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Norfolk Business Awards 2018

Britvic managing director Paul Graham explains thinking behind move to close Norwich factory

Britvic GB managing director Paul Graham. Picture: Lauren De Boise.

Britvic GB managing director Paul Graham. Picture: Lauren De Boise.

Lauren De Boise

Britvic bosses have defended their decision to close the company’s Norwich factory, saying that efficiencies are necessary to meet the changing needs of consumers.

The closure of the factory has prompted a review at Unilever, which makes Colman’s Mustard and sauces at the shared site, meaning that up to 355 jobs could be on the line. A campaign to save the jobs has already gathered more than 3,000 signatures.

Paul Graham, Britvic’s GB managing director, has explained more about the reasons behind the proposed closure.

Why has this decision been made?

PG: “We have conducted a detailed review of our manufacture and logistics operations. There were two key reasons that came out for the proposal that we put forward.

“The first was the consolidation of our manufacturing of Robinsons and Fruit Shoot to our sites in Rugby, Leeds and East London which better suits the supply of our customer base and also saves significantly in terms of road miles and also, from an environmental perspective, carbon emissions.

“The second is that the capability and efficiency sets us up to meet the changing needs of consumers to protect the long-term health and future of the business.”

What are those changing needs?

PG: “Two key overarching themes are a move towards healthier products and a move towards ‘premium-isation’.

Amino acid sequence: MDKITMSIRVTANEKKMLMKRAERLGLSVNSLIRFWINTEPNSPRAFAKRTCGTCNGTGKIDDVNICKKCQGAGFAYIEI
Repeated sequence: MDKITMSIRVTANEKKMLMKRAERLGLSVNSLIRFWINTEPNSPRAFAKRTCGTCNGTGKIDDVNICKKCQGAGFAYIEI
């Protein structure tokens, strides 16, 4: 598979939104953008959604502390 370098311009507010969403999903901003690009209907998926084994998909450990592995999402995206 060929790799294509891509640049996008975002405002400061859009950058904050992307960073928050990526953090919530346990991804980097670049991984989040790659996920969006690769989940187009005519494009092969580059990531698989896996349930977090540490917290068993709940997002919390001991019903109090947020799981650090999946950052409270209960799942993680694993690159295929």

“Robinsons and Fruit Shoot both are no added sugar products, so both fall [beneath the threshold for the] sugar levy, so we have already made moves in terms of that direction. But the ability to ‘premium-ise’ our product going forward is better served at our other sites.”

But Mr Graham said those sites would be in the UK, concentrating on a “spine” of central locations.

“We announced in 2015 a £240m capital programme to transform that supply chain. We are committed to being a GB manufacturer and we are also committed to continuing to produce Robinsons and Fruit Shoot in the GB pathway.”

Is the factory profitable?

PG: “It is a profitable site. This is a very difficult decision for us to take, and today is really about communicating with our staff on site.”

How are you supporting staff?

PG: “There are two ways we will seek to support our staff.

“[First,] within creation of jobs in sites down the spine of the country, and we will look to relocate staff from these sites into those sites if it is suitable for them.

“We also recognise that might not be applicable or suitable in every case and when that is the case we will lean on our placement support to help those other people find alternative employment.

“We have some long-serving, dedicated, well trained, highly skilled staff on site that we will look to retain in Britvic operations if we can.”

When was the decision made?

PG: “We are always looking at our cost base but the proposal was only signed off by our board on Monday night.”

What is the message to staff here in Norwich?

PG: “The message to staff is we appreciate this is a sad day for the Norwich site but as a business we will keep that communication open, engage fully and we will provide assistance for them over the coming months.”

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